Published online by Cambridge University Press: 24 October 2009
To the believer, distinctions between orthodox and schismatic, and between the authentic and the inauthentic, seem obvious. To the Jehovah's Witness, there seems an obvious continuity between the Watch Tower Bible and Tract Society, founded by Charles Taze Russell, and the present-day Jehovah's Witnesses, so named in 1931 by their second leader, Joseph Franklin Rutherford. Viewed superficially, a split in a religious organization appears to arise when a subversive leader rises to a position of power, gathers a following that challenges the orthodox teachings of the movement, fails to bring the entire movement to accept his teachings or authority, and subsequently secedes to form his own organization. As is frequently pointed out, however, history tends to be written by the victors, and hence the minority becomes allowed to disappear into relative oblivion.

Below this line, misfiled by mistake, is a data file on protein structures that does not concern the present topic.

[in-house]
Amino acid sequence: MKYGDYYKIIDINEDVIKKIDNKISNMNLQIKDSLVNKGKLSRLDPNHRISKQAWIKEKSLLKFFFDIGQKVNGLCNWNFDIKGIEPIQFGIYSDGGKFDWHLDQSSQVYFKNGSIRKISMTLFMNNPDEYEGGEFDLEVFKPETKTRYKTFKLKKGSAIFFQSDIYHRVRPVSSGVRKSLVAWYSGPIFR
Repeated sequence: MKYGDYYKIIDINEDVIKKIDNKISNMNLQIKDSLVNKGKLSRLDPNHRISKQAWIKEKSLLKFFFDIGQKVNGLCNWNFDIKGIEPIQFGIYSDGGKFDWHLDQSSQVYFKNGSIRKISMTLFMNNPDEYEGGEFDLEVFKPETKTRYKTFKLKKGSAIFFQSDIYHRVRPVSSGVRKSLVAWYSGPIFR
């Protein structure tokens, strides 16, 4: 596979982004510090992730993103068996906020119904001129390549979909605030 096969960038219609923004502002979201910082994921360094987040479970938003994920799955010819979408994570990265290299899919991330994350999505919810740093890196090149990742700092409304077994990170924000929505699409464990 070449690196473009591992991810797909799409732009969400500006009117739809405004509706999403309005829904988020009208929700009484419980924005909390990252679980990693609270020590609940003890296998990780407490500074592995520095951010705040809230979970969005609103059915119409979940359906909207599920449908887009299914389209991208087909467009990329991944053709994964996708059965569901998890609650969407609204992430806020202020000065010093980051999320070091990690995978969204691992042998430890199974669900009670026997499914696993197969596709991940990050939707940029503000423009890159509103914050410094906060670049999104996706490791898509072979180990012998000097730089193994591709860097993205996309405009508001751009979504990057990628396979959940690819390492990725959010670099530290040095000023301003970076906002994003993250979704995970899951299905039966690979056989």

This chapter focuses on the 1917 split within the Society, with particular reference to the controversies surrounding the Paul Johnson movement, and my aim is to examine the main causes of the schism that surrounded J. F. Rutherford's rise to power. In what follows, I shall argue that the so-called schisms of this period cannot be explained in such a simplistic manner. Indeed, even to refer to it as a “split” is to over-simplify the issues surrounding the dispute. Despite the fact that present-day Jehovah's Witnesses form a coherent unified organization with clear central authority, such a claim could not be made of the Watch Tower organization at the end of Russell's presidency.